The Positive Environmental Effects of Increased Freight by Rail Movements in America
The AAR analyzed data from the FHWA’s Freight Analysis Framework to estimate the impact on emissions of increased freight-by-rail movements in the U.S. The analysis shows:
- If 25% of the truck traffic moving at least 750 miles were transported by rail instead, annual fuel savings would be some 1.2 billion gallons with a corresponding reduction of greenhouse gas emissions of approximately 13.1 million tons.
- If 50% of the truck traffic moving at least 750 miles were transported by rail instead, annual fuel savings would be approximately 2.3 billion gallons with a corresponding reduction of greenhouse gas emissions of approximately 26.2 million tons.
This paper contextualizes how and why freight rail provides a solution that helps decrease the country’s carbon emissions and reduces transportation’s overall environmental impact. It also outlines related matters of public policy — including areas that would clearly deter increased freight-by-rail movements. In sum, while railroads will continue to modernize their operations and infrastructure to compete for and earn additional business, the industry presents a compelling case for reducing greenhouse emissions by increasing rail movements.
How International Trade Impacts Freight Rail
The AAR assessed the role that international trade plays for freight railroads. Analysis conducted in 2018 shows spending by Class I railroads (the seven largest U.S. freight railroads) created nearly $220 billion in economic activity, generated about $26 billion in state and federal tax revenues and supported approximately 1.1 million jobs nationally in 2017 alone. The data regarding trade show a huge swath of freight rail operations — in terms of personnel, equipment and revenue — are directly supported by the international trade that American companies conduct. In fact, analysis shows:
- 42% of rail carloads and intermodal units are directly associated with international trade.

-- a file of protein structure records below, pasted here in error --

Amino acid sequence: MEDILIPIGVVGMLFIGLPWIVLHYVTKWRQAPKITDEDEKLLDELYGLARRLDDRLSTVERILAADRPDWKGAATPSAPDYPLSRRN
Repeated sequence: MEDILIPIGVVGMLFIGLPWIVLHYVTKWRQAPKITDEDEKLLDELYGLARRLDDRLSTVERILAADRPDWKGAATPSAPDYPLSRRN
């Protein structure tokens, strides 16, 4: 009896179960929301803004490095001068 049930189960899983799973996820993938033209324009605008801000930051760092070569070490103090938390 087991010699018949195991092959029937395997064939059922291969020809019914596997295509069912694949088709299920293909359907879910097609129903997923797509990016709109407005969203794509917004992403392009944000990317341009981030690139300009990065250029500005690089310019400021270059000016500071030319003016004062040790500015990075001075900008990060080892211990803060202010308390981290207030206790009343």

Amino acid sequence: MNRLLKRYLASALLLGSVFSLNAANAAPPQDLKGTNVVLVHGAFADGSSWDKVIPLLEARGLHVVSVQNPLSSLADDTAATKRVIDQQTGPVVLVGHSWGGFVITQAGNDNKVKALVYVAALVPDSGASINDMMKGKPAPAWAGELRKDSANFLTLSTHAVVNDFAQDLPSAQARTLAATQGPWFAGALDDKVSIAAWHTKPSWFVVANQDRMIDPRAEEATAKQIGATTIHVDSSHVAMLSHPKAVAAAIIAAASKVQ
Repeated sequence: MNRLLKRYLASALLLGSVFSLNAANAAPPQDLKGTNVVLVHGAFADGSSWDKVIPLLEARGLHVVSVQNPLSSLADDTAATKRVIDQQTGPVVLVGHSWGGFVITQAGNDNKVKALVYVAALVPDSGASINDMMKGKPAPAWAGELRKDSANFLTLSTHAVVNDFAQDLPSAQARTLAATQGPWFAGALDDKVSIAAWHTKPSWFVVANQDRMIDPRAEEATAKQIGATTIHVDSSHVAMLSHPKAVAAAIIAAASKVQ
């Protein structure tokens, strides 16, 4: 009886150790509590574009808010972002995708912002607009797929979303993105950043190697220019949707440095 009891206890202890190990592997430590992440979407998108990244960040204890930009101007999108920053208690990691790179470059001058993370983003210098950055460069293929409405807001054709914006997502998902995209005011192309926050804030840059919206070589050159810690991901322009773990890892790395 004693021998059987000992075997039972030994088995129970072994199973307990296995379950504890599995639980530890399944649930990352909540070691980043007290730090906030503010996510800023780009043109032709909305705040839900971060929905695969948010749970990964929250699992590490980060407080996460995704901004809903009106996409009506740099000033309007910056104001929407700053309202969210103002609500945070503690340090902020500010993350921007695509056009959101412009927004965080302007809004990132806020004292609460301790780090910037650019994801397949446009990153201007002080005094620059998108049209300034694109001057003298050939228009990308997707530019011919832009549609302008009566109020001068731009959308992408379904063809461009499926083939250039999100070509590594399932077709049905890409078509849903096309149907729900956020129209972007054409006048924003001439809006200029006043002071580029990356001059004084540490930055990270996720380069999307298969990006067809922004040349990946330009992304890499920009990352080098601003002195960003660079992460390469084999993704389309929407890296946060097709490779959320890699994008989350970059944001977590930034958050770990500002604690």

- 35% of annual rail revenue is directly associated with international trade.
- 50,000 rail jobs, worth over $5.5 billion in annual wages and benefits, depend directly on international trade.
Towson University: Freight Rail Economic Impact Study
Research from Towson University’s Regional Economic Studies Institute found that in 2017 alone, Class I railroads’ operations and capital investment supported over 1.1 million jobs, $219.5 billion in economic output, and $71.3 billion in wages, while also creating nearly $26 billion in total tax revenues. Railroads make consistently high capital investments, and the results are impressive, including high-paying jobs within the industry; additional jobs that are supported by the industry; the connection of a wide swath of industries and consumers to the global market; and the growth of local communities because of the infusion of sizeable funds into the market and government budgets. These benefits come at a savings of billions of dollars each year for taxpayers because America’s freight railroads operate overwhelmingly on infrastructure that they own, build, maintain and pay for themselves.
ASCE Report Card: Freight Rail Infrastructure
Released every four years, the American Society of Civil Engineers (ASCE) awarded America’s rail network the highest grade — a B — in its most recent report. The high marks for America’s privately funded freight rail system stand in stark contrast to taxpayer-funded transportation infrastructure. Bridges, ports and roads, for example, continue to age and suffer from overuse. Reflecting their poor condition, ASCE respectively gave these systems grades of “C+” “C+” and “D.”
By spending billions of dollars to sustain, modernize and grow the freight rail network, U.S. freight railroads are easing the burden on these transportation systems — and the taxpayers who support them. In fact, railroads spend $25 billion annually — of their own money, not taxpayers — to build the safe and cost-effective network that exists today.